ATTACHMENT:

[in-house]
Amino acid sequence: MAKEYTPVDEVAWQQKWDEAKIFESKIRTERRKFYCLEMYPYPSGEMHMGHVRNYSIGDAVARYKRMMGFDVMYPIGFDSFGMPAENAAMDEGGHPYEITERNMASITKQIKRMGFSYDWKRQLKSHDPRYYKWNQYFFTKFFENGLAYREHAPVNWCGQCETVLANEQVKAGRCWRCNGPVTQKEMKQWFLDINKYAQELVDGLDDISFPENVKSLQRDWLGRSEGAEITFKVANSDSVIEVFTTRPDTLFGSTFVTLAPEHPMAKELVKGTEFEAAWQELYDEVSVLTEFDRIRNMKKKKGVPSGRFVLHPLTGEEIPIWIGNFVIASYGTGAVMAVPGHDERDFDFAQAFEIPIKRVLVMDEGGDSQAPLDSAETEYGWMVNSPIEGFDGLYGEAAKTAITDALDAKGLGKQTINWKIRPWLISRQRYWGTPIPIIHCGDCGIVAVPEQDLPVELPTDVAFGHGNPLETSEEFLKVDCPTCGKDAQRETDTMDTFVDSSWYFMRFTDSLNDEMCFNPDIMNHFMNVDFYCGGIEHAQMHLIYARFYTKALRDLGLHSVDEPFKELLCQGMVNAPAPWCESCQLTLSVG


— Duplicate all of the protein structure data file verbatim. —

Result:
[in-house]
Amino acid sequence: MAKEYTPVDEVAWQQKWDEAKIFESKIRTERRKFYCLEMYPYPSGEMHMGHVRNYSIGDAVARYKRMMGFDVMYPIGFDSFGMPAENAAMDEGGHPYEITERNMASITKQIKRMGFSYDWKRQLKSHDPRYYKWNQYFFTKFFENGLAYREHAPVNWCGQCETVLANEQVKAGRCWRCNGPVTQKEMKQWFLDINKYAQELVDGLDDISFPENVKSLQRDWLGRSEGAEITFKVANSDSVIEVFTTRPDTLFGSTFVTLAPEHPMAKELVKGTEFEAAWQELYDEVSVLTEFDRIRNMKKKKGVPSGRFVLHPLTGEEIPIWIGNFVIASYGTGAVMAVPGHDERDFDFAQAFEIPIKRVLVMDEGGDSQAPLDSAETEYGWMVNSPIEGFDGLYGEAAKTAITDALDAKGLGKQTINWKIRPWLISRQRYWGTPIPIIHCGDCGIVAVPEQDLPVELPTDVAFGHGNPLETSEEFLKVDCPTCGKDAQRETDTMDTFVDSSWYFMRFTDSLNDEMCFNPDIMNHFMNVDFYCGGIEHAQMHLIYARFYTKALRDLGLHSVDEPFKELLCQGMVNAPAPWCESCQLTLSVG